France Urges Brussels To Label Nuclear-Produced Hydrogen ‘Green’ – Eurasia Review

By Paul Messad

(EurActiv) — French Energy Minister Agnès Pannier-Runacher is trying to get EU Energy Commissioner Kadri Simson to include nuclear among energy sources for the production of so-called “green” hydrogen, according to a letter seen by EURACTIV France.

In May, the European Union unveiled its REPowerEU program to rapidly reduce dependence on Russian fossil fuels and speed up the green transition.

The targets listed in the program include producing 10 million tonnes of green hydrogen by 2030 and importing 10 million tonnes from third countries that respect the same environmental and technological standards.

But according to the French minister, the current rules leave little room for the production of green hydrogen from “low-carbon” electricity, mostly nuclear power.

Given “the absolute priority of the next decade for hydrogen, […] the only important issue is the carbon content of the hydrogen produced and not the production vector,” Pannier-Runacher wrote to the European Commissioner.

This puts “the achievement of our common goals at risk,” she warned.

In her letter, Pannier-Runacher also took aim at the so-called principle of ‘additionality’, which allows renewable hydrogen to be labeled “green” as long as it is produced from electricity mixes containing more than 90% of renewables.

It “does not apply well to countries with an electricity mix that is already largely decarbonised, where the supply of electricity by the grid must be treated on an equal footing with direct supplies through contracts with renewable sources,” Pannier-Runacher wrote.

“Largely decarbonised” mixes like the French mix, which only produces 80 gCO2/MWh due to its heavy reliance on nuclear power, should also be exempted, according to the French minister.

Respecting EU minimum standards

Another concern noted in the letter is the EU’s hydrogen import strategy, which according to the French government, poses a risk of technology spill-over and imports of hydrogen that do not comply with EU production standards.

“The development of carbon-free hydrogen must be an opportunity to strengthen our energy sovereignty: the use of imports must be on an equal playing field with European production,” Pannier-Runacher insists.

Another bone of contention is the fact that, under the EU’s draft renewable energy directive, public money cannot help fund electricity generation for the production of green hydrogen. “This seems counterproductive with regard to the climate emergency and could be difficult to implement, given the different forms of public support can take,” Pannier-Runacher warned.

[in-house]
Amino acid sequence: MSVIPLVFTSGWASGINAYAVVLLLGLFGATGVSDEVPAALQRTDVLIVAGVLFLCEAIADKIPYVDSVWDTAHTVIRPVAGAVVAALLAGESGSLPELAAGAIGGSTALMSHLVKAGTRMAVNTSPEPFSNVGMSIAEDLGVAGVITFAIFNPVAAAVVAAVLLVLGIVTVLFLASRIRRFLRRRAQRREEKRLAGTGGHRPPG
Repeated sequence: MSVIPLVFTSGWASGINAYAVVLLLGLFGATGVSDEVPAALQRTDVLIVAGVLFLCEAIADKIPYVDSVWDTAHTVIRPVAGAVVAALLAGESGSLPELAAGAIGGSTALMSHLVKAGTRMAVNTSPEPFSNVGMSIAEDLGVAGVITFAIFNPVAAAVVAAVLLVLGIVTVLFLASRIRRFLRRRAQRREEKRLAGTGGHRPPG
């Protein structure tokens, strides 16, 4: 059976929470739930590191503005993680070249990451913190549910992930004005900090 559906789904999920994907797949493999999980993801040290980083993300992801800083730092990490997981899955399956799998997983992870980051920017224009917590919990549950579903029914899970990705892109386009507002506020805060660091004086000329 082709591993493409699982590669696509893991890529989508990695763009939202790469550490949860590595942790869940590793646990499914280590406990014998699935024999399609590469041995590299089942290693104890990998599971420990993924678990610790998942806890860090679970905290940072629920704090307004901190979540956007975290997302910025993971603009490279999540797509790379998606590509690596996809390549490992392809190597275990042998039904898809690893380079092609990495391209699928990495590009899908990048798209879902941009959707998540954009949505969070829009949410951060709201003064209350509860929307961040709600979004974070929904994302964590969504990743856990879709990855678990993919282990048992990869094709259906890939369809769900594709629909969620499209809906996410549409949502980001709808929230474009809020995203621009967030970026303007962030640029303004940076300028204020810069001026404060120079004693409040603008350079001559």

Not including low-carbon hydrogen in the renewable energy directive would be “an extremely degraded solution” for France, she added. “Failing this, if low-carbon hydrogen does not obtain the possibility of contributing to the objectives of the directive, [….]it would be appropriate to limit the discrimination of low-carbon technologies other than renewable energies,” the letter adds.

The French minister thus called on the Commission to leave it up to the member states to introduce low-carbon energies on the same level as renewable energies in the mix, as long as this contributes to the reduction of greenhouse gas emissions.

France riding solo

The pro-nuclear position of the French when it comes to green hydrogen is not entirely shared by the industry.

Jorgo Chatzimarkakis, CEO of Hydrogen Europe, which represents the interests of the industry in 25 EU countries, said the letter is proof that France is “going solo” on nuclear and putting itself in a “dangerous insular position”.

Speaking to EURACTIV Friday (16 September), he denounced France for being stubborn by not making itself “free for the flow of hydrogen, for example from Spain to Germany”.

Industry leaders like Chatzimarkakis are not welcoming France’s current opposition to the MidCat pipeline, which should connect France and Spain but has been kept on hold since 2019. French President Emmanuel Macron recently said that he would consider resuming construction if he were convinced of the pipeline’s usefulness .

France is “not credible for the moment”, the CEO said.

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